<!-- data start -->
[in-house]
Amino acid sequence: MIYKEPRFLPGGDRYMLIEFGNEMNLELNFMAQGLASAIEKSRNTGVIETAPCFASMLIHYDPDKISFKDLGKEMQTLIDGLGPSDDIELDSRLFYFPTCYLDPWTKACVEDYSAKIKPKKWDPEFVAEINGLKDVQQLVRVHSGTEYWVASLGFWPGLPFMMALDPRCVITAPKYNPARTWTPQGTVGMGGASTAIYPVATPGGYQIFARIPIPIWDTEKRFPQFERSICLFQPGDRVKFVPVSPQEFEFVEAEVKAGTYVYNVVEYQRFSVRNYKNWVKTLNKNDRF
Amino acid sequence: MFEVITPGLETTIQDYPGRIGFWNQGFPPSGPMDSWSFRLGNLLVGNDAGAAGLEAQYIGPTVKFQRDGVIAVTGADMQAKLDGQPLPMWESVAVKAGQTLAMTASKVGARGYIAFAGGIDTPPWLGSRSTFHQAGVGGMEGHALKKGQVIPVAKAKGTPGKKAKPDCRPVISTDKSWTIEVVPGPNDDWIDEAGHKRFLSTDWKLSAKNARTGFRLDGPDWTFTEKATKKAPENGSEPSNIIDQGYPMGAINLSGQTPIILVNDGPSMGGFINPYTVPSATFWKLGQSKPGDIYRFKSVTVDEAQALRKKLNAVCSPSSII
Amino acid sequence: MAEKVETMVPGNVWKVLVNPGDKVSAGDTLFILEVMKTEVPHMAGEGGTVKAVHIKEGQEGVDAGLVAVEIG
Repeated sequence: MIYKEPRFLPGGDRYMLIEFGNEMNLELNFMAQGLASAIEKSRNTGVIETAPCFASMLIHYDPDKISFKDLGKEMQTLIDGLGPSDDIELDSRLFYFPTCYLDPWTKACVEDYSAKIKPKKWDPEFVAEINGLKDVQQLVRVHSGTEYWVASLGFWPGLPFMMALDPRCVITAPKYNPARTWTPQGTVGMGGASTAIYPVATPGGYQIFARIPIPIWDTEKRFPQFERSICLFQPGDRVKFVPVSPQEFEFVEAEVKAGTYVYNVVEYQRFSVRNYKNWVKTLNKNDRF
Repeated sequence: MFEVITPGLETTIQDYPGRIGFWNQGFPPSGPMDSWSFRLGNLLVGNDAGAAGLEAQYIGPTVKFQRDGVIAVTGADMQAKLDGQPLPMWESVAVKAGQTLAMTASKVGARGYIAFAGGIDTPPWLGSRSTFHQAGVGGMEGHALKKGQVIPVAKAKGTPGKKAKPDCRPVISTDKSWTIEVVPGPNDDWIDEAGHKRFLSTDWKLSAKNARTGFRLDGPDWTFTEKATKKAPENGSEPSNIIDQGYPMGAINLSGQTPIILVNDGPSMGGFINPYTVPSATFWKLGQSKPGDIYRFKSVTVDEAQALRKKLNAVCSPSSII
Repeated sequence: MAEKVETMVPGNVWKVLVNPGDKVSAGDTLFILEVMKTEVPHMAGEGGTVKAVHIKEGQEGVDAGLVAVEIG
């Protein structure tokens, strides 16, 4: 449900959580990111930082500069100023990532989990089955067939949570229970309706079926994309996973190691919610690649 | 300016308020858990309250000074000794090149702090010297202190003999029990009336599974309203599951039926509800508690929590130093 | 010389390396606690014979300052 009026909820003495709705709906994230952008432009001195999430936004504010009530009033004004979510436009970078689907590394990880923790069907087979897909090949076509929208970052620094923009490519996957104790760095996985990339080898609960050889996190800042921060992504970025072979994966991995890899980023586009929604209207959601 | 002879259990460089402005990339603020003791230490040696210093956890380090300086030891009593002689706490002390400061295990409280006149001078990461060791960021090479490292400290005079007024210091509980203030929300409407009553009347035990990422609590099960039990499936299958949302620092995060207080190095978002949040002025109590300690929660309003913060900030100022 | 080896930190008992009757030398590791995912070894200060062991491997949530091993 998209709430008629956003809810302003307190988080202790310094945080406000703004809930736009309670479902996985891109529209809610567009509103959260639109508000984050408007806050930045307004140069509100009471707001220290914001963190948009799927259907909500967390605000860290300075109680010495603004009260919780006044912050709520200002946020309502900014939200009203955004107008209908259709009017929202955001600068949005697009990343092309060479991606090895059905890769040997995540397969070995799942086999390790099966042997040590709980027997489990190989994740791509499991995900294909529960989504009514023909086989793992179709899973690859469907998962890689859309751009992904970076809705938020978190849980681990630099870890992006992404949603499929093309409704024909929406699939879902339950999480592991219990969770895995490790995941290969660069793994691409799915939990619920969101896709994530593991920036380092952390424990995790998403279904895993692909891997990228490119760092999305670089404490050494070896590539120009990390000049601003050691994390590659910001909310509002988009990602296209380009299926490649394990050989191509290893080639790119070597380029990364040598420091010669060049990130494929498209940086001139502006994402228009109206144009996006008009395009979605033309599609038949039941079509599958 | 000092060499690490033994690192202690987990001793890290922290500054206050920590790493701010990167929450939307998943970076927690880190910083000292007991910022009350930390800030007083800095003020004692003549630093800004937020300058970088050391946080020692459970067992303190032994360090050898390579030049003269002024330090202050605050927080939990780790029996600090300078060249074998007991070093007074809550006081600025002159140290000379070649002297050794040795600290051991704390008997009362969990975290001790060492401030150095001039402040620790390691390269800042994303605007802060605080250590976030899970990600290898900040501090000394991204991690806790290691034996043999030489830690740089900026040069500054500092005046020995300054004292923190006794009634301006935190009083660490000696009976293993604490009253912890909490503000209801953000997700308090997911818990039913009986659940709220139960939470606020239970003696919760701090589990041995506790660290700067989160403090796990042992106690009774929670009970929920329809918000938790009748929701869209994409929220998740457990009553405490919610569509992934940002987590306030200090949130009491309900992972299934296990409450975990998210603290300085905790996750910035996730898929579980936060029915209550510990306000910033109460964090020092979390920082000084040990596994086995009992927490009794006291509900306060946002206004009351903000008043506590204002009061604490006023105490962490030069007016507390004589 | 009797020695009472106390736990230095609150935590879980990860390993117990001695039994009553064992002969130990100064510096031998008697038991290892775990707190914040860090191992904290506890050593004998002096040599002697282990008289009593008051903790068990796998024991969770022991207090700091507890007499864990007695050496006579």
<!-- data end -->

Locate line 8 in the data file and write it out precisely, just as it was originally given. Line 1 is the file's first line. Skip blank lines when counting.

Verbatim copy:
């Protein structure tokens, strides 16, 4: 449900959580990111930082500069100023990532989990089955067939949570229970309706079926994309996973190691919610690649 | 300016308020858990309250000074000794090149702090010297202190003999029990009336599974309203599951039926509800508690929590130093 | 010389390396606690014979300052 009026909820003495709705709906994230952008432009001195999430936004504010009530009033004004979510436009970078689907590394990880923790069907087979897909090949076509929208970052620094923009490519996957104790760095996985990339080898609960050889996190800042921060992504970025072979994966991995890899980023586009929604209207959601 | 002879259990460089402005990339603020003791230490040696210093956890380090300086030891009593002689706490002390400061295990409280006149001078990461060791960021090479490292400290005079007024210091509980203030929300409407009553009347035990990422609590099960039990499936299958949302620092995060207080190095978002949040002025109590300690929660309003913060900030100022 | 080896930190008992009757030398590791995912070894200060062991491997949530091993 998209709430008629956003809810302003307190988080202790310094945080406000703004809930736009309670479902996985891109529209809610567009509103959260639109508000984050408007806050930045307004140069509100009471707001220290914001963190948009799927259907909500967390605000860290300075109680010495603004009260919780006044912050709520200002946020309502900014939200009203955004107008209908259709009017929202955001600068949005697009990343092309060479991606090895059905890769040997995540397969070995799942086999390790099966042997040590709980027997489990190989994740791509499991995900294909529960989504009514023909086989793992179709899973690859469907998962890689859309751009992904970076809705938020978190849980681990630099870890992006992404949603499929093309409704024909929406699939879902339950999480592991219990969770895995490790995941290969660069793994691409799915939990619920969101896709994530593991920036380092952390424990995790998403279904895993692909891997990228490119760092999305670089404490050494070896590539120009990390000049601003050691994390590659910001909310509002988009990602296209380009299926490649394990050989191509290893080639790119070597380029990364040598420091010669060049990130494929498209940086001139502006994402228009109206144009996006008009395009979605033309599609038949039941079509599958 | 000092060499690490033994690192202690987990001793890290922290500054206050920590790493701010990167929450939307998943970076927690880190910083000292007991910022009350930390800030007083800095003020004692003549630093800004937020300058970088050391946080020692459970067992303190032994360090050898390579030049003269002024330090202050605050927080939990780790029996600090300078060249074998007991070093007074809550006081600025002159140290000379070649002297050794040795600290051991704390008997009362969990975290001790060492401030150095001039402040620790390691390269800042994303605007802060605080250590976030899970990600290898900040501090000394991204991690806790290691034996043999030489830690740089900026040069500054500092005046020995300054004292923190006794009634301006935190009083660490000696009976293993604490009253912890909490503000209801953000997700308090997911818990039913009986659940709220139960939470606020239970003696919760701090589990041995506790660290700067989160403090796990042992106690009774929670009970929920329809918000938790009748929701869209994409929220998740457990009553405490919610569509992934940002987590306030200090949130009491309900992972299934296990409450975990998210603290300085905790996750910035996730898929579980936060029915209550510990306000910033109460964090020092979390920082000084040990596994086995009992927490009794006291509900306060946002206004009351903000008043506590204002009061604490006023105490962490030069007016507390004589 | 009797020695009472106390736990230095609150935590879980990860390993117990001695039994009553064992002969130990100064510096031998008697038991290892775990707190914040860090191992904290506890050593004998002096040599002697282990008289009593008051903790068990796998024991969770022991207090700091507890007499864990007695050496006579």